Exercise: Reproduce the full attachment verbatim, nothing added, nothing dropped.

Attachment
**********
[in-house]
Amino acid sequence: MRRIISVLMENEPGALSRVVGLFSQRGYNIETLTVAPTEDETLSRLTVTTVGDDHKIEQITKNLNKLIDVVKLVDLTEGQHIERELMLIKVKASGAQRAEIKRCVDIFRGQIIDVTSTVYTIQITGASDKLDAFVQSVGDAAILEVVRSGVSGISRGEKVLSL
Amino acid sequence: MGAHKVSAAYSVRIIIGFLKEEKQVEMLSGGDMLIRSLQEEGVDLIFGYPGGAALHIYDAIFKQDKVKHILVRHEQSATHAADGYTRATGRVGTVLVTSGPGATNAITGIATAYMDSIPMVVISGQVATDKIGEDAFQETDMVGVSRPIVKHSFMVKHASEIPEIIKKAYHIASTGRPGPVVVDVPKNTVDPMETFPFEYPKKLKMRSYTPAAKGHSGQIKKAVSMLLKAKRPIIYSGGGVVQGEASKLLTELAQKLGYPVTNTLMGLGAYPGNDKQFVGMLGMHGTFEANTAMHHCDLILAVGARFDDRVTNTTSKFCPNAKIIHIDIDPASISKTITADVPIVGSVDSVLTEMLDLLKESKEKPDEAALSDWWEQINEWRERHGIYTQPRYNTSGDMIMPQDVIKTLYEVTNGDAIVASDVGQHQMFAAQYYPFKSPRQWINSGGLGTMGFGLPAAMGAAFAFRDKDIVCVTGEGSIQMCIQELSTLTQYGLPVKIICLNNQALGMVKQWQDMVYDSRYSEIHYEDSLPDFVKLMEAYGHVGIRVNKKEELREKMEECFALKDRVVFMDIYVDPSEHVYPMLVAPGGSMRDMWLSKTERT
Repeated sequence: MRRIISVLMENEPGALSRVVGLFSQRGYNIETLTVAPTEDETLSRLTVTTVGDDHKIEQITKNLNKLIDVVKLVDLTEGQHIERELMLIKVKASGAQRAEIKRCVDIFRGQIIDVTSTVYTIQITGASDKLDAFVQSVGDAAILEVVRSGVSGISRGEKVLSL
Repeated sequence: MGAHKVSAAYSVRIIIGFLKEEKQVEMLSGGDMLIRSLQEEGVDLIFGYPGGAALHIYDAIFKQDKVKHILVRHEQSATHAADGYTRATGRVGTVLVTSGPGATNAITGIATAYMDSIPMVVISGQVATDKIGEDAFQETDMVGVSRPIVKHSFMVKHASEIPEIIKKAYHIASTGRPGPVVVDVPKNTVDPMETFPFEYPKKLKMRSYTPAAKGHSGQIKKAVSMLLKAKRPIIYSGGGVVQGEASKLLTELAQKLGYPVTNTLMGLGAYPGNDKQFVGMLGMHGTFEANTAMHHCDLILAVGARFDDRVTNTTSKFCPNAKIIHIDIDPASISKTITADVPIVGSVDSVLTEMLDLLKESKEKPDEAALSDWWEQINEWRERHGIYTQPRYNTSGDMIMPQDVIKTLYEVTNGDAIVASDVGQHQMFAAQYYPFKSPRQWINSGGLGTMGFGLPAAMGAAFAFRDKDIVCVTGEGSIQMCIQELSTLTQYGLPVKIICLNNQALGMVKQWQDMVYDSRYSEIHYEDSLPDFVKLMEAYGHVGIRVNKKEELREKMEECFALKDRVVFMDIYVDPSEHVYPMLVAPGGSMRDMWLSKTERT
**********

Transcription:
[in-house]
Amino acid sequence: MRRIISVLMENEPGALSRVVGLFSQRGYNIETLTVAPTEDETLSRLTVTTVGDDHKIEQITKNLNKLIDVVKLVDLTEGQHIERELMLIKVKASGAQRAEIKRCVDIFRGQIIDVTSTVYTIQITGASDKLDAFVQSVGDAAILEVVRSGVSGISRGEKVLSL
Amino acid sequence: MGAHKVSAAYSVRIIIGFLKEEKQVEMLSGGDMLIRSLQEEGVDLIFGYPGGAALHIYDAIFKQDKVKHILVRHEQSATHAADGYTRATGRVGTVLVTSGPGATNAITGIATAYMDSIPMVVISGQVATDKIGEDAFQETDMVGVSRPIVKHSFMVKHASEIPEIIKKAYHIASTGRPGPVVVDVPKNTVDPMETFPFEYPKKLKMRSYTPAAKGHSGQIKKAVSMLLKAKRPIIYSGGGVVQGEASKLLTELAQKLGYPVTNTLMGLGAYPGNDKQFVGMLGMHGTFEANTAMHHCDLILAVGARFDDRVTNTTSKFCPNAKIIHIDIDPASISKTITADVPIVGSVDSVLTEMLDLLKESKEKPDEAALSDWWEQINEWRERHGIYTQPRYNTSGDMIMPQDVIKTLYEVTNGDAIVASDVGQHQMFAAQYYPFKSPRQWINSGGLGTMGFGLPAAMGAAFAFRDKDIVCVTGEGSIQMCIQELSTLTQYGLPVKIICLNNQALGMVKQWQDMVYDSRYSEIHYEDSLPDFVKLMEAYGHVGIRVNKKEELREKMEECFALKDRVVFMDIYVDPSEHVYPMLVAPGGSMRDMWLSKTERT
Repeated sequence: MRRIISVLMENEPGALSRVVGLFSQRGYNIETLTVAPTEDETLSRLTVTTVGDDHKIEQITKNLNKLIDVVKLVDLTEGQHIERELMLIKVKASGAQRAEIKRCVDIFRGQIIDVTSTVYTIQITGASDKLDAFVQSVGDAAILEVVRSGVSGISRGEKVLSL
Repeated sequence: MGAHKVSAAYSVRIIIGFLKEEKQVEMLSGGDMLIRSLQEEGVDLIFGYPGGAALHIYDAIFKQDKVKHILVRHEQSATHAADGYTRATGRVGTVLVTSGPGATNAITGIATAYMDSIPMVVISGQVATDKIGEDAFQETDMVGVSRPIVKHSFMVKHASEIPEIIKKAYHIASTGRPGPVVVDVPKNTVDPMETFPFEYPKKLKMRSYTPAAKGHSGQIKKAVSMLLKAKRPIIYSGGGVVQGEASKLLTELAQKLGYPVTNTLMGLGAYPGNDKQFVGMLGMHGTFEANTAMHHCDLILAVGARFDDRVTNTTSKFCPNAKIIHIDIDPASISKTITADVPIVGSVDSVLTEMLDLLKESKEKPDEAALSDWWEQINEWRERHGIYTQPRYNTSGDMIMPQDVIKTLYEVTNGDAIVASDVGQHQMFAAQYYPFKSPRQWINSGGLGTMGFGLPAAMGAAFAFRDKDIVCVTGEGSIQMCIQELSTLTQYGLPVKIICLNNQALGMVKQWQDMVYDSRYSEIHYEDSLPDFVKLMEAYGHVGIRVNKKEELREKMEECFALKDRVVFMDIYVDPSEHVYPMLVAPGGSMRDMWLSKTERT